Last Updated on May 5, 2015, by eNotes Editorial. Word Count: 574
The genesis of “Tithonus” is important to understanding its meaning. Tennyson explained that he originally conceived of the poem as a pendant or companion piece to “Ulysses” (1842), which he wrote soon after the 1833 death of his cherished friend Arthur Hallam. However, the first version of “Tithonus,” called “Tithon,” underwent extensive revisions before its publication in 1860, more than twenty-five years after it was begun. Because of Tennyson’s emotional distance from his personal loss, the final version of “Tithonus” presents a more detached view of death and immortality than its predecessor.
Even though “Tithonus” does not respond in an immediate way to Hallam’s death, it can still be read as an extension of and an alternative to “Ulysses.” In both poems, Tennyson looks to a classical story for insight into the problem of mortality. His aged and alienated speakers share a similar predicament in their dissatisfaction with a life that has become monotonous, and both pursue death as a means of transcending this sort of existence. Ultimately, though, the two men are distinguished by their very different attitudes toward life. Unlike Ulysses, who clings to life and sets out for more adventures, Tithonus has given up on life and longs for oblivion in the grave.
Consequently, Ulysses is active, defiant, and hopeful, whereas Tithonus is passive, resigned, and despairing. As such, these two speakers represent antithetical aspects of Tennyson’s own attitude toward life and death. With its origins in Homer’s “Hymn to Aphrodite” (c. 8th century b.c.e.; Eng. trans, 1624) and Horace’s Odes (23 b.c.e., 13 b.c.e.; Eng. trans., 1621), “Tithonus” further shares its tradition and themes with Tennyson’s other classical monologues, “Tiresias” (1885) and “Oenone” (1832), which reflect upon dying and the danger of loving a god, respectively.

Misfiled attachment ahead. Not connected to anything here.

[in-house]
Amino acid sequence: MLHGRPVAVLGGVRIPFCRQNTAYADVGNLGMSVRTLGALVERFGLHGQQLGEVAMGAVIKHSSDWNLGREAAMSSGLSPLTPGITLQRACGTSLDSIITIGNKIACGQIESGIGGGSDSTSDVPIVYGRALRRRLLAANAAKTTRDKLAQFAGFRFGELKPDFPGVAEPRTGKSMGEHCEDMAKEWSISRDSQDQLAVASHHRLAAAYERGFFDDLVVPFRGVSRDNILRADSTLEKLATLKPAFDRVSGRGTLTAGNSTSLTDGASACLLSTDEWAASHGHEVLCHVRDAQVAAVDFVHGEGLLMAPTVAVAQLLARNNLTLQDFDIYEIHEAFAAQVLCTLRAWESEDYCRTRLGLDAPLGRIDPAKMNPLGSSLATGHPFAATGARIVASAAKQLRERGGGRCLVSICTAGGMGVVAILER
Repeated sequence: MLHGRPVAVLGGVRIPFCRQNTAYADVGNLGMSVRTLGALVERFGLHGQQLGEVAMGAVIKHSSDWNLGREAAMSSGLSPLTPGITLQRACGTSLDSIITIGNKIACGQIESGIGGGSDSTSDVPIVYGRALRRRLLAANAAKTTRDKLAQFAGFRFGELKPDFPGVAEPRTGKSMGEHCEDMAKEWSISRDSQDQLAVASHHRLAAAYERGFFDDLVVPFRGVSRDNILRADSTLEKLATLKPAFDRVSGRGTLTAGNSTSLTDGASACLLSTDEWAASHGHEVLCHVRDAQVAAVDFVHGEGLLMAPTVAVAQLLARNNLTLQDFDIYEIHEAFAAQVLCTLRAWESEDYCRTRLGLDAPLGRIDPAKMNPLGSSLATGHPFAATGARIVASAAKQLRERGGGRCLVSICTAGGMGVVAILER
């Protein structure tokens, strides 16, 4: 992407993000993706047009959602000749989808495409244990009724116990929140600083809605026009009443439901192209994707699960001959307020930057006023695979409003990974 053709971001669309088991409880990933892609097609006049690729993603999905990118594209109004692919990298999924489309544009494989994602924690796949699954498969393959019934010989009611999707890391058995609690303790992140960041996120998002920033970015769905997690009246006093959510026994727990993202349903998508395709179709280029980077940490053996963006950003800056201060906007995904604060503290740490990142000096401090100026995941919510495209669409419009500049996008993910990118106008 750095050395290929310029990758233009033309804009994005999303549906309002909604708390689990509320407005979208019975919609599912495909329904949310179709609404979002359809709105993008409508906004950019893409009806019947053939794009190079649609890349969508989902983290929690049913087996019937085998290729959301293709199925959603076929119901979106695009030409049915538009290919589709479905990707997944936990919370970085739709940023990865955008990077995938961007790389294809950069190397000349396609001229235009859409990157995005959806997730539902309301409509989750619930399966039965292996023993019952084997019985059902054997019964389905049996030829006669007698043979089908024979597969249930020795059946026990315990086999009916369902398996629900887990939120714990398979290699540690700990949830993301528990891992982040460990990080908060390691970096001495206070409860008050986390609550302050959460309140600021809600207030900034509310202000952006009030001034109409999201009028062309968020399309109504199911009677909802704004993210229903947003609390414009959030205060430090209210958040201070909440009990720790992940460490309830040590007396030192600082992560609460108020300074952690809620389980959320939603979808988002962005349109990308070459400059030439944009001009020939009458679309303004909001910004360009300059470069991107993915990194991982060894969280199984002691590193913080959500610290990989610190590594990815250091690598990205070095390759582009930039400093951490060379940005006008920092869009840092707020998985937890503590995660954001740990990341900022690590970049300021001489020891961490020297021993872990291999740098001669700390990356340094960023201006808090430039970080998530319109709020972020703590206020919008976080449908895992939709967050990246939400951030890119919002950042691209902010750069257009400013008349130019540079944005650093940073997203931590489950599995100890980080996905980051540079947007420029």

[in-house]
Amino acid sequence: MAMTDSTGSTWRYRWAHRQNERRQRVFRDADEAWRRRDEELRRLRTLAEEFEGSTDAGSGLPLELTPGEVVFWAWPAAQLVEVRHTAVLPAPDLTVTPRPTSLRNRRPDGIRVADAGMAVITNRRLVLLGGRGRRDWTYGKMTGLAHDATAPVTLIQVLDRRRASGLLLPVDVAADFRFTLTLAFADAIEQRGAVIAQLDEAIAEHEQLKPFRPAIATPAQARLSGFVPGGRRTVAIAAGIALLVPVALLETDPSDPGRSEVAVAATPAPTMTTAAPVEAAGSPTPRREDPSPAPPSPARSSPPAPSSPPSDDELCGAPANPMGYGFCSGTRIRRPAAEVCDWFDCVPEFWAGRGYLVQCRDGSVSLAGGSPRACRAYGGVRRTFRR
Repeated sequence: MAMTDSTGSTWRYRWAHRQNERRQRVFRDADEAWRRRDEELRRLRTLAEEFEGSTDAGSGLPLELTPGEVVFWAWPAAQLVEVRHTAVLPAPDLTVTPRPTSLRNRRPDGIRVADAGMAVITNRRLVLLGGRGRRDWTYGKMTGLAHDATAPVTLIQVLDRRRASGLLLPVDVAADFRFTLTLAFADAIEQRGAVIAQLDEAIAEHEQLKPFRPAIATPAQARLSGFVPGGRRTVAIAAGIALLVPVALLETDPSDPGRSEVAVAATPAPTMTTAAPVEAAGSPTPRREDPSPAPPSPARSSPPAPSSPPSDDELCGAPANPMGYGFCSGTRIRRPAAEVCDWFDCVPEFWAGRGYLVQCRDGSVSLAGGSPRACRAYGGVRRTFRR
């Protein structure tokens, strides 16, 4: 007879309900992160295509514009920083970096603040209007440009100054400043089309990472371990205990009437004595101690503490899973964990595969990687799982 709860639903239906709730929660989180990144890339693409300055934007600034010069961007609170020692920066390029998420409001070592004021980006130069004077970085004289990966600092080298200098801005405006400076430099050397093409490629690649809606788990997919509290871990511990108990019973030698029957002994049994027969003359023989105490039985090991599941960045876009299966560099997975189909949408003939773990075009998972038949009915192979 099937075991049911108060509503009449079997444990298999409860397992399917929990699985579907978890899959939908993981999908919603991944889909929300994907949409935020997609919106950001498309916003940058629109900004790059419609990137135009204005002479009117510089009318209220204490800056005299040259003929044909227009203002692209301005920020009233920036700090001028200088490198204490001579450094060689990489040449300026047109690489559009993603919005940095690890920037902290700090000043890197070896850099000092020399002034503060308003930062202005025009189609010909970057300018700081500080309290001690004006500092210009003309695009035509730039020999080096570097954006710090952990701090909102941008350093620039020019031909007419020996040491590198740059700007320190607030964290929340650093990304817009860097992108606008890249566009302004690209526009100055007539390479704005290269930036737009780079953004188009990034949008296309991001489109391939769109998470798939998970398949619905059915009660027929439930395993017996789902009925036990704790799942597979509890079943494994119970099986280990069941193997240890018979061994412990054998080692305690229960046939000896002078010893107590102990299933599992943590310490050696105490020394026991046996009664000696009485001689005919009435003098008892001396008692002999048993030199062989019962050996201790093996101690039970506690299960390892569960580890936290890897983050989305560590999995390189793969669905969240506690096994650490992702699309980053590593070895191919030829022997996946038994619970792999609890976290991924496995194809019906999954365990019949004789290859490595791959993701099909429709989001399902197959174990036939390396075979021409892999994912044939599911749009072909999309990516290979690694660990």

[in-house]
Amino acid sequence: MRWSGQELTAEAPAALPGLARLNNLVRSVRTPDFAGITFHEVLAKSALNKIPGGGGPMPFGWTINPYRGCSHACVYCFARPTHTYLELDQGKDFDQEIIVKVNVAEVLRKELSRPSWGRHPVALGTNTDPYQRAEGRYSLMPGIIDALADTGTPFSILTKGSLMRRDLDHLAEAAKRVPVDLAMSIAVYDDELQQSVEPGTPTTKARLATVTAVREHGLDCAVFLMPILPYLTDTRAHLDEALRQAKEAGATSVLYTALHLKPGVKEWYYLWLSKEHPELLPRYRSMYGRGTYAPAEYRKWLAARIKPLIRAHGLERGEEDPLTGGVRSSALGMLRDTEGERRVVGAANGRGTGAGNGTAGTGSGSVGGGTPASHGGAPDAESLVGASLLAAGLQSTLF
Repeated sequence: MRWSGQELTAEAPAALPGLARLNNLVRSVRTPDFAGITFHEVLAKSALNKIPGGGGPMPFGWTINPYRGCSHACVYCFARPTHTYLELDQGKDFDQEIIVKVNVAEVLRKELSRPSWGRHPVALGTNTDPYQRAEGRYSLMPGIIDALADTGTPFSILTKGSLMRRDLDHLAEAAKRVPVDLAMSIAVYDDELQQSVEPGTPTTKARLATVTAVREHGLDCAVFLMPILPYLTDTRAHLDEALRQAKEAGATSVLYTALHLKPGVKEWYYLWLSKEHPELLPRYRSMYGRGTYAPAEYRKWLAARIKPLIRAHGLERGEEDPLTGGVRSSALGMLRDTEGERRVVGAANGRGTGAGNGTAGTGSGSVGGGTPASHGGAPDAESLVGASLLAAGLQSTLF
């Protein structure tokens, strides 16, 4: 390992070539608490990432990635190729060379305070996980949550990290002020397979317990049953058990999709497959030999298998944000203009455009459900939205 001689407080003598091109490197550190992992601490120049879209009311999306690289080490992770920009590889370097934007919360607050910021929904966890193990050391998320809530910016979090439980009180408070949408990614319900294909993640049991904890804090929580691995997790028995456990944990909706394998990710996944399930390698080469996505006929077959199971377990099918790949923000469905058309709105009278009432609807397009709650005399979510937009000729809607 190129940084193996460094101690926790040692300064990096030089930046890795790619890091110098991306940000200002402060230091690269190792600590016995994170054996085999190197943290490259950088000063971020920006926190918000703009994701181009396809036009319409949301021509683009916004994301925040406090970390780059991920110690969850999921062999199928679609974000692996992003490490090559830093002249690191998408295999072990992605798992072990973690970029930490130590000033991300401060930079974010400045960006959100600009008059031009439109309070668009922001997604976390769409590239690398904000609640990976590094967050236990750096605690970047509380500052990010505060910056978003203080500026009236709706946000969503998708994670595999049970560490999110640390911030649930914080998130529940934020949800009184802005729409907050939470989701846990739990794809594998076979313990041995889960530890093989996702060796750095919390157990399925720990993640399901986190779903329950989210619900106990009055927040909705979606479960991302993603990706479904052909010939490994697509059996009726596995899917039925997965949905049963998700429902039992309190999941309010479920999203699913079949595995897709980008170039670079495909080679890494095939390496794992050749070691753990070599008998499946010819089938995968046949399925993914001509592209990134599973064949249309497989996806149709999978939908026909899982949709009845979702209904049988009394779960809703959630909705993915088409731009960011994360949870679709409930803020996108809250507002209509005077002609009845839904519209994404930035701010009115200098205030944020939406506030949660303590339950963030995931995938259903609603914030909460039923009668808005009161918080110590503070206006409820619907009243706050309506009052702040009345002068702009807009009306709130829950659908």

As a personal response to mortality, “Tithonus” is also related to Tennyson’s elegiac In Memoriam (1850), in which the poet addresses Hallam’s death explicitly and at length. Like this extended elegy, “Tithonus” considers the relation of humanity to nature and God. As a liminal figure who is neither human nor divine, Tithonus finds himself excluded from the natural order of things, in which “Man comes and tills the fields and lies beneath.” As someone who ages without dying, Tithonus is exiled from humanity, caught between “that dark world where [he] was born” and the eternal “halls of morn.”
Alienated from even his former self, “once a man,” Tithonus seeks to provide himself with a sympathetic companion in either nature or God. In his descriptions of the dawn, he tries to endow the natural world with human warmth and compassion. By attempting to combine sensuous immediacy with permanence in his portrait of Aurora’s “immortal youth” and beauty, Tithonus recalls not only “that strange song [he] heard Apollo sing,” but also such Romantic odes as John Keats’s “Ode to a Nightingale” (1819) and Percy Bysshe Shelley’s “To a Skylark,” published with the verse drama Prometheus Unbound: A Lyrical Drama in Four Acts (pb. 1820).
Despite his efforts to reach out, both nature and divinity seem cold and unresponsive to Tithonus, who experiences a crisis of faith as a result. In showing the apparent indifference of the gods to human destiny, Tennyson suggests that God, like Tithonus’s Aurora, is not immanent but transcendent. At the end of the poem, then, a chastened Tithonus comes to accept that his place is not with the gods, but rather with living and dying humanity.